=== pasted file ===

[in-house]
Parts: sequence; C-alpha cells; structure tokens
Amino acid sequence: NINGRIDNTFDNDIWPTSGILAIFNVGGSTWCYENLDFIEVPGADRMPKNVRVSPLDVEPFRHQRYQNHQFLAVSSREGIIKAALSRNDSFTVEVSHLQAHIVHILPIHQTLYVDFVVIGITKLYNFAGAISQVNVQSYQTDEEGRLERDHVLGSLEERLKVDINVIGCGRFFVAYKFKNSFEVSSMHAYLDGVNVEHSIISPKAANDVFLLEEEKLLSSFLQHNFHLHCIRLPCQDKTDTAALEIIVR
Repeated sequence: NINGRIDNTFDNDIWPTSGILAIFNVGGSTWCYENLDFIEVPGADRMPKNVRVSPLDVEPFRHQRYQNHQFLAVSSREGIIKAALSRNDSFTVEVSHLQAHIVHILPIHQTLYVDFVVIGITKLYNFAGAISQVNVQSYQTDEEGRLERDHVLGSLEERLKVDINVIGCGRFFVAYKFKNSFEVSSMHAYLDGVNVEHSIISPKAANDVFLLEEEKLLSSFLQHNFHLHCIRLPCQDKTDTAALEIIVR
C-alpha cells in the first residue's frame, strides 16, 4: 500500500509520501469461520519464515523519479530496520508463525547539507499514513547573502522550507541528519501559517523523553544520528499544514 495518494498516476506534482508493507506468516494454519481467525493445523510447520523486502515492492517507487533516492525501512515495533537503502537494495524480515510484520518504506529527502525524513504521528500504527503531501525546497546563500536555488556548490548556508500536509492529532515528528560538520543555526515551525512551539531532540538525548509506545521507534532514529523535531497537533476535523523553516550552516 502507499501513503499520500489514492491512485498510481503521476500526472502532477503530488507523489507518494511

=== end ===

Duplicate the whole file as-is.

[in-house]
Parts: sequence; C-alpha cells; structure tokens
Amino acid sequence: NINGRIDNTFDNDIWPTSGILAIFNVGGSTWCYENLDFIEVPGADRMPKNVRVSPLDVEPFRHQRYQNHQFLAVSSREGIIKAALSRNDSFTVEVSHLQAHIVHILPIHQTLYVDFVVIGITKLYNFAGAISQVNVQSYQTDEEGRLERDHVLGSLEERLKVDINVIGCGRFFVAYKFKNSFEVSSMHAYLDGVNVEHSIISPKAANDVFLLEEEKLLSSFLQHNFHLHCIRLPCQDKTDTAALEIIVR
Repeated sequence: NINGRIDNTFDNDIWPTSGILAIFNVGGSTWCYENLDFIEVPGADRMPKNVRVSPLDVEPFRHQRYQNHQFLAVSSREGIIKAALSRNDSFTVEVSHLQAHIVHILPIHQTLYVDFVVIGITKLYNFAGAISQVNVQSYQTDEEGRLERDHVLGSLEERLKVDINVIGCGRFFVAYKFKNSFEVSSMHAYLDGVNVEHSIISPKAANDVFLLEEEKLLSSFLQHNFHLHCIRLPCQDKTDTAALEIIVR
C-alpha cells in the first residue's frame, strides 16, 4: 500500500509520501469461520519464515523519479530496520508463525547539507499514513547573502522550507541528519501559517523523553544520528499544514 495518494498516476506534482508493507506468516494454519481467525493445523510447520523486502515492492517507487533516492525501512515495533537503502537494495524480515510484520518504506529527502525524513504521528500504527503531501525546497546563500536555488556548490548556508500536509492529532515528528560538520543555526515551525512551539531532540538525548509506545521507534532514529523535531497537533476535523523553516550552516 502507499501513503499520500489514492491512485498510481503521476500526472502532477503530488507523489507518494511